Many of you will know of, or will have been to, one of our Night Shift events. We introduced these late-night concerts about 5 years ago, for a number of reasons – the prime one being that we wanted to appeal to a different audience to that which comes along at 7pm. But also at the OAE we like experimenting and trying new things – and the idea of a late-night informal concert simply appealed to us. As evidenced by the fact we’re still doing them 5 years later, the series has been a great success, but a year ago we started thinking ‘what next’?

When I say ‘what next’ I mean in terms of types of concert. We really like the idea of varying the concert format, so that we have a range of things that appeal to different people. We already have our ‘standard’ 7pm concerts, the Night Shift and also our amazingly popular Tots events. So we started thinking about other ideas. A shortlist was drawn up, we debated it at a board meeting, and we decided to go for something which at the time was called an ‘explorer’ concert.

The idea from this is evolved from a couple of one-off events we’ve had with conductors Iván Fischer and Marin Alsop in past seasons, where they have deconstructed a piece of music before we give a performance of it. But the concept also evolved from what some Night Shift focus groups had told us. In those groups we actually had some attenders who were somewhat older than the typical Night Shift audience. Like others in the focus groups they weren’t actually that keen on traditional classical concerts, but they came because they liked the event and its informality. However some of them did say that it was a little too late for them and that they felt they didn’t quite fit in with the studenty audience. So this made us think…we could develop something almost midway between a 7pm concert and a Night Shift. Something informal, welcoming and approachable, but perhaps a bit more structured than a Night Shift, but incorporating lots of ideas from it nonetheless.

So, after an office-wide brainstorm to find a name The Works was born. The concept is not rocket science. The heart of it is a concert at 8pm, that lasts around 80 minutes, with no interval. In the first part of the concert the presenter and conductor or soloist will give the audience a ‘guided tour’ of the featured piece of music, movement by movement. Then there’s time for a Q+A and then a full performance of it. Drinks will be allowed in and we hope some of the informal atmosphere of the Night Shift will ensue. Before the concert, from 7pm we have some jazz in the bar as a way to start people’s evening off and then after the concert our Education Director, Cherry, will lead a ‘speed-date-the-OAE’ session, which is basically a flash way of enabling the audience to meet the Orchestra (all will be explained on the night)!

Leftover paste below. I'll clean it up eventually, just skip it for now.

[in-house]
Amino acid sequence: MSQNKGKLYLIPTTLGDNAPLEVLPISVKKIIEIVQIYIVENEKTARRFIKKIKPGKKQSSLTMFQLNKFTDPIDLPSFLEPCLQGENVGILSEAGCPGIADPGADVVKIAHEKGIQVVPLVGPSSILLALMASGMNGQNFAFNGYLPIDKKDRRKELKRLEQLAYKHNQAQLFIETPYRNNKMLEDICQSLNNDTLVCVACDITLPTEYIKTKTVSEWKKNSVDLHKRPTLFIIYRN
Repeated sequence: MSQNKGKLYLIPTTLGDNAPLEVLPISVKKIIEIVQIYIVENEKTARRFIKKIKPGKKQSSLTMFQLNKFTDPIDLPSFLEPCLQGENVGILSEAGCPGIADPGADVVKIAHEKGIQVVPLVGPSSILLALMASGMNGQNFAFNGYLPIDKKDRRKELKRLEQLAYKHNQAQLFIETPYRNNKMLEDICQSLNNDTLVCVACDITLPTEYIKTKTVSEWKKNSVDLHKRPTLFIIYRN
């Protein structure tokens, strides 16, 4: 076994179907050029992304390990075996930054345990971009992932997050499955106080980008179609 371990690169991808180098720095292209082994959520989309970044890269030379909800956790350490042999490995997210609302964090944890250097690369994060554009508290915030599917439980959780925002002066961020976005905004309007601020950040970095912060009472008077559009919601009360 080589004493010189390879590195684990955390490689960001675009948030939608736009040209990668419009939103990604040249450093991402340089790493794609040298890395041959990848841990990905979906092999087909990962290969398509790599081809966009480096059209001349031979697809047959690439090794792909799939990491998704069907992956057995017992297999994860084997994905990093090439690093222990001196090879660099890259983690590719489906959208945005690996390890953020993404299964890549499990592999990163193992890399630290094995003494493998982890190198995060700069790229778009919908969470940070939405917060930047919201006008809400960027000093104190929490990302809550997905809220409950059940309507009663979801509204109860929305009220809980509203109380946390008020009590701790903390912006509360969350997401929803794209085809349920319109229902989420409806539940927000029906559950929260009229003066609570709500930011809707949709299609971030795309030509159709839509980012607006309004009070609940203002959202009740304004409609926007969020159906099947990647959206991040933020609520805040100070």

Our first one is coming up soon on 4 October at Southbank Centre’s Queen Elizabeth Hall, for which we’re fortunate to be joined by pianist Robert Levin, who is such an amazing speaker. He’ll be playing and introducing Mozart’s Piano Concerto No.23 – a great piece to start the series with.

It’s an experiment, and like when we first started the Night Shift, we’re bound to fine-tune it performance-by-performance. But if you’re curious, come along – and even better, drag a classical music sceptic along with you too!

There’ll shortly be a mini-site for The Works but in the meantime there’s more info here , you can book tickets here, and lastly, you can join the Facebook group for the series here.

Watch Philharmonia Orchestra’s video: behind the scenes with Salonen

Watch Philharmonia’s behind-the-scenes film as Esa-Pekka Salonen prepares for a performance of Sibelius’s ‘choral’ symphony, Kullervo, based on a dark tale from the Finnish epic, the Kalevala. Salonen travelled to Uppsala, Sweden to rehearse with the male choir, Orphei Drängar, who feature prominently in the piece.

 

 
This concert opens the Philharmonia Orchestra’s 2011/12 London Season at Southbank Centre’s Royal Festival Hall. Get tickets here. 

 

Listen to the LPO’s latest podcast: Scriabin’s Prometheus, Poem of Fire

The Greek myth of Prometheus has attracted composers over the centuries, including Beethoven, Liszt, Nono and Scriabin. The London Philharmonic Orchestra’s Principal Conductor, Vladimir Jurowski explores the myth, and in particular the visionary work created by Scriabin – Prometheus, Poem of Fire, which has claim to be the first true ‘multi-media’ work for orchestra and light. The music of Scriabin is itself a blaze of colour, and the LPO’s Composer in Residence Julian Anderson introduces the musical soundworld.
 

Listen here:
Scriabin’s Prometheus, Poem of Fire

 
Hear the London Philharmonic Orchestra on Saturday 24 September at Southbank Centre’s Royal Festival Hall. Get tickets here.